Soil DNA was extracted from ~ 0.5 g frozen samples using a FastDNA SPIN Kit for soil (Bio101, Vista, CA) according to the manufacturer’s protocol. The DNA was stored at − 20 °C for the molecular analyses described below.

The abundances of AOA and AOB were determined via qPCR on a Bio-Rad CFX 1000 real-time PCR machine. Two primer pairs were used for detecting the AOA and AOB (Additional file 1: Table S1). Each PCR reaction was performed in a 20-μL mixture containing 1 μL of tenfold diluted DNA, 0.5 μM of each primer and 10 μL of SYBR Premix EX Taq™, following with PCR protocol: initial denaturation at 95 °C for 3 min, 40 cycles of 95 °C for 10 s, 55 °C for 30 s and 72 °C for 40 s. Serial dilutions of linearized plasmids containing cloned amoA genes were conducted to make calibration curves. Only one peak at a melting temperature (Tm) was detected. Only the standard curves with PCR efficiencies of 90–110% and correlation coefficients > 0.99 were employed in this study.

T-RFLP of amoA genes for ammonia oxidizers

For analysis of the ammonia oxidizers community, T-RFLP analysis was performed on DNA extracted from soil samples of all treatments at day 3. The same primers used in the qPCR with forward primer labeled with 6-FAM (6-carboxyfluorescein) were used in the T-RFLP analyses (Additional file 1: Table S1). The AOA and AOB samples were digested with restriction enzymes by HpyCH4V (NEB) and MspΙ (NEB), respectively. Fragment size was carried out with an ABI PRISM 3030 × L genetic analyzer (Applied Biosystems, Warrington, UK). T-RFs (terminal restriction fragments) with sizes longer than 50 bp and percentages higher than 1% were kept for cluster analysis and the rest fragments were discarded.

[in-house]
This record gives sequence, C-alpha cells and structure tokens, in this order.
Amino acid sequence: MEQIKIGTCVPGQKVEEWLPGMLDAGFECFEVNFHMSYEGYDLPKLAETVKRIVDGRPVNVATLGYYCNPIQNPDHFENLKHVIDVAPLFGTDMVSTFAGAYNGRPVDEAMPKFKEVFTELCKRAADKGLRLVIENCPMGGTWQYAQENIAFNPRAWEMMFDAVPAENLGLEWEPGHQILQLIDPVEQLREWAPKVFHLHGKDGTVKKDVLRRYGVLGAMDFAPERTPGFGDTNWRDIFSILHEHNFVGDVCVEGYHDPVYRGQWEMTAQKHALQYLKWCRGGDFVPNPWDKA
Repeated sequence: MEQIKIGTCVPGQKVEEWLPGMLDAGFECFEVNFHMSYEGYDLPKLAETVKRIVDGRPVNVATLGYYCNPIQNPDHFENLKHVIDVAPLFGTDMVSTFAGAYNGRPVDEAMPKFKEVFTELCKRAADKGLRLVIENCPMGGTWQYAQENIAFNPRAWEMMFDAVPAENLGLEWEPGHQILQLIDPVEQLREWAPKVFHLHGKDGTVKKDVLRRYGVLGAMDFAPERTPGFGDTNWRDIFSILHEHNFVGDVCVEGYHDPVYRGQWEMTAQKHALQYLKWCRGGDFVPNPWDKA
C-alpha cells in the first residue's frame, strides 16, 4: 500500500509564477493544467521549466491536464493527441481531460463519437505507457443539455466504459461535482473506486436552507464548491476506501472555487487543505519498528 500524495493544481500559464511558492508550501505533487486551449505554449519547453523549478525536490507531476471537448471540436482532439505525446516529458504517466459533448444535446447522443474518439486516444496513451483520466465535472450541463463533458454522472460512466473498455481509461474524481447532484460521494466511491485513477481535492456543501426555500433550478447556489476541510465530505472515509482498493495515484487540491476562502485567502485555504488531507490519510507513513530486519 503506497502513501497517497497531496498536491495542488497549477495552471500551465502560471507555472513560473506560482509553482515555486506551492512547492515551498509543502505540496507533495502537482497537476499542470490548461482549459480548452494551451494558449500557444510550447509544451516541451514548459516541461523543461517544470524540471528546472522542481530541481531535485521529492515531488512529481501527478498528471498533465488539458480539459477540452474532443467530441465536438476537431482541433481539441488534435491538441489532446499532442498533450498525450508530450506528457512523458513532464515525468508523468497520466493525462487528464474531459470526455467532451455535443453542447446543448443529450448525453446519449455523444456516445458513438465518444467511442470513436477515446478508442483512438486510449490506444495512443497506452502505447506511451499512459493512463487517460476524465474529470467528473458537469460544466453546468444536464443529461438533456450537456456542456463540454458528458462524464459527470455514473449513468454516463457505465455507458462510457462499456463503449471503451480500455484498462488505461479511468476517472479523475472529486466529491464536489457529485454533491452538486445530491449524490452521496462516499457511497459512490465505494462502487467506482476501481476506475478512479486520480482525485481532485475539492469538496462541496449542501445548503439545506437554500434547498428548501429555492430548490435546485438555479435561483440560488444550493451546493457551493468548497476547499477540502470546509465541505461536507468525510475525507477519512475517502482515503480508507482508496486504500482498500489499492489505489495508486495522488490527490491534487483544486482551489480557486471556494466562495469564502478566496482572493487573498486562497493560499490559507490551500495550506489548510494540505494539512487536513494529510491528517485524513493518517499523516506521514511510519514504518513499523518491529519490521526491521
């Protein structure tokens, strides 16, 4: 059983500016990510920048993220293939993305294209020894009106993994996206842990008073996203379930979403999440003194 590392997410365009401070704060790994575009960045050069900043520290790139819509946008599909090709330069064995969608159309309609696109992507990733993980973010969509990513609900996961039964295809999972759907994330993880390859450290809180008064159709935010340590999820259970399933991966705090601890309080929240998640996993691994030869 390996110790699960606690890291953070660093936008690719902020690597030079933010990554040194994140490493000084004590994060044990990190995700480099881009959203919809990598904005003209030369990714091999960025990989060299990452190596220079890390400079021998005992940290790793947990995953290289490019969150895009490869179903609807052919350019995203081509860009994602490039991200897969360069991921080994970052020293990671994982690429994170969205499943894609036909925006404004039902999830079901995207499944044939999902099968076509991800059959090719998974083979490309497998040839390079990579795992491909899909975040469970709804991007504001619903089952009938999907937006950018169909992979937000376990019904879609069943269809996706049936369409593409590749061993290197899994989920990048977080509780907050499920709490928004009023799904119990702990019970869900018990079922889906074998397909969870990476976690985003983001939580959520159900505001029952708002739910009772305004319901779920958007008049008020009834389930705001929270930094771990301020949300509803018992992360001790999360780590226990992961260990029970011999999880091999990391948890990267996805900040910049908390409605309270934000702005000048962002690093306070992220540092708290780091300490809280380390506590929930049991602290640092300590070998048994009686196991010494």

Cloning and sequencing

To identify the main T-RFs, the AOB and AOA clone libraries from the control soil were constructed with the same primers used in the qPCR analysis. Following manufacturer’s instructions, clones were generated by a TOPO® TA Cloning kit (Invitrogen, Carlsbad, CA). And the T-RFLPs were transformed into numerical data using ABI 3730 × L DNA analyzer (Applied Biosystems). Phylogenetic analyses were conducted with MEGA software (Tamura et al. 2013). The sequences were performed using the BLAST program in the GenBank database. Nucleotide sequences of amoA genes for the clone libraries in this study have deposited in GenBank under the accession numbers MF616026–MF616122.

Statistical analysis